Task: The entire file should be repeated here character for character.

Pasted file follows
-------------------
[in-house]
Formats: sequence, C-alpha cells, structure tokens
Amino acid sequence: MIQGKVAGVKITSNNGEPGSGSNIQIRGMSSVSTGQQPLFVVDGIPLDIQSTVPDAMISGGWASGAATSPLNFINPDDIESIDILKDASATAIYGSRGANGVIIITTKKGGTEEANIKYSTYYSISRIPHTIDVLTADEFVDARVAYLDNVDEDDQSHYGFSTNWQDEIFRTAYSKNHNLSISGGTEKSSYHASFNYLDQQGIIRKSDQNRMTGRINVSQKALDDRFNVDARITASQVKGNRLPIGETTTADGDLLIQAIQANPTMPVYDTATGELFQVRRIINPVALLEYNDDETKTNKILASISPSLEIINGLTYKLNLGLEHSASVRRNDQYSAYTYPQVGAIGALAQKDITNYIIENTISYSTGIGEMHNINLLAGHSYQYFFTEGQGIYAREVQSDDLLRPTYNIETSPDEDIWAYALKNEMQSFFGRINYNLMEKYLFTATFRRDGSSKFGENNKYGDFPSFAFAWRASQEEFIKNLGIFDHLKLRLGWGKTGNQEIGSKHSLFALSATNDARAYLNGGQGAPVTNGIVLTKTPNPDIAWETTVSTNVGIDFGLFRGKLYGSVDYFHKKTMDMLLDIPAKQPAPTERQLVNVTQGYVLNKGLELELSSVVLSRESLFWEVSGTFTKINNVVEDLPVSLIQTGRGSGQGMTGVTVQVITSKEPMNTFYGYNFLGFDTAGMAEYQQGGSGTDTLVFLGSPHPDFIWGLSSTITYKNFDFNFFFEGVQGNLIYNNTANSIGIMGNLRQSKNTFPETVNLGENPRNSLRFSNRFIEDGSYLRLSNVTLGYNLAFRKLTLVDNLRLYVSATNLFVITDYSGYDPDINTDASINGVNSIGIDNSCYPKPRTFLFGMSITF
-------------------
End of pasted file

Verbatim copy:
[in-house]
Formats: sequence, C-alpha cells, structure tokens
Amino acid sequence: MIQGKVAGVKITSNNGEPGSGSNIQIRGMSSVSTGQQPLFVVDGIPLDIQSTVPDAMISGGWASGAATSPLNFINPDDIESIDILKDASATAIYGSRGANGVIIITTKKGGTEEANIKYSTYYSISRIPHTIDVLTADEFVDARVAYLDNVDEDDQSHYGFSTNWQDEIFRTAYSKNHNLSISGGTEKSSYHASFNYLDQQGIIRKSDQNRMTGRINVSQKALDDRFNVDARITASQVKGNRLPIGETTTADGDLLIQAIQANPTMPVYDTATGELFQVRRIINPVALLEYNDDETKTNKILASISPSLEIINGLTYKLNLGLEHSASVRRNDQYSAYTYPQVGAIGALAQKDITNYIIENTISYSTGIGEMHNINLLAGHSYQYFFTEGQGIYAREVQSDDLLRPTYNIETSPDEDIWAYALKNEMQSFFGRINYNLMEKYLFTATFRRDGSSKFGENNKYGDFPSFAFAWRASQEEFIKNLGIFDHLKLRLGWGKTGNQEIGSKHSLFALSATNDARAYLNGGQGAPVTNGIVLTKTPNPDIAWETTVSTNVGIDFGLFRGKLYGSVDYFHKKTMDMLLDIPAKQPAPTERQLVNVTQGYVLNKGLELELSSVVLSRESLFWEVSGTFTKINNVVEDLPVSLIQTGRGSGQGMTGVTVQVITSKEPMNTFYGYNFLGFDTAGMAEYQQGGSGTDTLVFLGSPHPDFIWGLSSTITYKNFDFNFFFEGVQGNLIYNNTANSIGIMGNLRQSKNTFPETVNLGENPRNSLRFSNRFIEDGSYLRLSNVTLGYNLAFRKLTLVDNLRLYVSATNLFVITDYSGYDPDINTDASINGVNSIGIDNSCYPKPRTFLFGMSITF